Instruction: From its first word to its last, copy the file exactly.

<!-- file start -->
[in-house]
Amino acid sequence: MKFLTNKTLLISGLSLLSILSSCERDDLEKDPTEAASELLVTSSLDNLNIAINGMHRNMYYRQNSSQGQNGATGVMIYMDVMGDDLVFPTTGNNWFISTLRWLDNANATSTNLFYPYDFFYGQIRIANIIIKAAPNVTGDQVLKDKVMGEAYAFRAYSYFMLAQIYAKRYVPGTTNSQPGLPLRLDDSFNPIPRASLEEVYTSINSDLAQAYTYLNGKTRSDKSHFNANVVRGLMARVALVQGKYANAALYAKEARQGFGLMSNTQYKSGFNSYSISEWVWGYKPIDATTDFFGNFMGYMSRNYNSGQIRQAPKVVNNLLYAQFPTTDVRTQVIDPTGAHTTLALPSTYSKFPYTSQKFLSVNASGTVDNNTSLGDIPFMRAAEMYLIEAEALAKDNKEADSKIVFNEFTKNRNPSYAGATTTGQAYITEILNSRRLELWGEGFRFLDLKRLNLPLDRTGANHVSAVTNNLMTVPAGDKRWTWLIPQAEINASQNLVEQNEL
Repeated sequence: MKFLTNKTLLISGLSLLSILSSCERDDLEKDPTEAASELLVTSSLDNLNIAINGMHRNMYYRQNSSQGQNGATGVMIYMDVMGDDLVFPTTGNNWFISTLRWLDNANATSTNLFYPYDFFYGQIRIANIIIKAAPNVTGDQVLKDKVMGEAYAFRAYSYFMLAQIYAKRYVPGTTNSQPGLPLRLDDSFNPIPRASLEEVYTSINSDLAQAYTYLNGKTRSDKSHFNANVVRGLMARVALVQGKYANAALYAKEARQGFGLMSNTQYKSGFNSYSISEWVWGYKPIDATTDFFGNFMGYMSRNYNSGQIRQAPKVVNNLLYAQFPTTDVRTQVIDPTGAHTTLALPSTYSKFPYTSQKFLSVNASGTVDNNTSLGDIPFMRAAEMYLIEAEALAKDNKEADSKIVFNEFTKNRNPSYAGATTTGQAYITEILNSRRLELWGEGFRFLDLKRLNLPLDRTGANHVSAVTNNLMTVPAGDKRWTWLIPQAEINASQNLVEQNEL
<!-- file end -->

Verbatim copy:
[in-house]
Amino acid sequence: MKFLTNKTLLISGLSLLSILSSCERDDLEKDPTEAASELLVTSSLDNLNIAINGMHRNMYYRQNSSQGQNGATGVMIYMDVMGDDLVFPTTGNNWFISTLRWLDNANATSTNLFYPYDFFYGQIRIANIIIKAAPNVTGDQVLKDKVMGEAYAFRAYSYFMLAQIYAKRYVPGTTNSQPGLPLRLDDSFNPIPRASLEEVYTSINSDLAQAYTYLNGKTRSDKSHFNANVVRGLMARVALVQGKYANAALYAKEARQGFGLMSNTQYKSGFNSYSISEWVWGYKPIDATTDFFGNFMGYMSRNYNSGQIRQAPKVVNNLLYAQFPTTDVRTQVIDPTGAHTTLALPSTYSKFPYTSQKFLSVNASGTVDNNTSLGDIPFMRAAEMYLIEAEALAKDNKEADSKIVFNEFTKNRNPSYAGATTTGQAYITEILNSRRLELWGEGFRFLDLKRLNLPLDRTGANHVSAVTNNLMTVPAGDKRWTWLIPQAEINASQNLVEQNEL
Repeated sequence: MKFLTNKTLLISGLSLLSILSSCERDDLEKDPTEAASELLVTSSLDNLNIAINGMHRNMYYRQNSSQGQNGATGVMIYMDVMGDDLVFPTTGNNWFISTLRWLDNANATSTNLFYPYDFFYGQIRIANIIIKAAPNVTGDQVLKDKVMGEAYAFRAYSYFMLAQIYAKRYVPGTTNSQPGLPLRLDDSFNPIPRASLEEVYTSINSDLAQAYTYLNGKTRSDKSHFNANVVRGLMARVALVQGKYANAALYAKEARQGFGLMSNTQYKSGFNSYSISEWVWGYKPIDATTDFFGNFMGYMSRNYNSGQIRQAPKVVNNLLYAQFPTTDVRTQVIDPTGAHTTLALPSTYSKFPYTSQKFLSVNASGTVDNNTSLGDIPFMRAAEMYLIEAEALAKDNKEADSKIVFNEFTKNRNPSYAGATTTGQAYITEILNSRRLELWGEGFRFLDLKRLNLPLDRTGANHVSAVTNNLMTVPAGDKRWTWLIPQAEINASQNLVEQNEL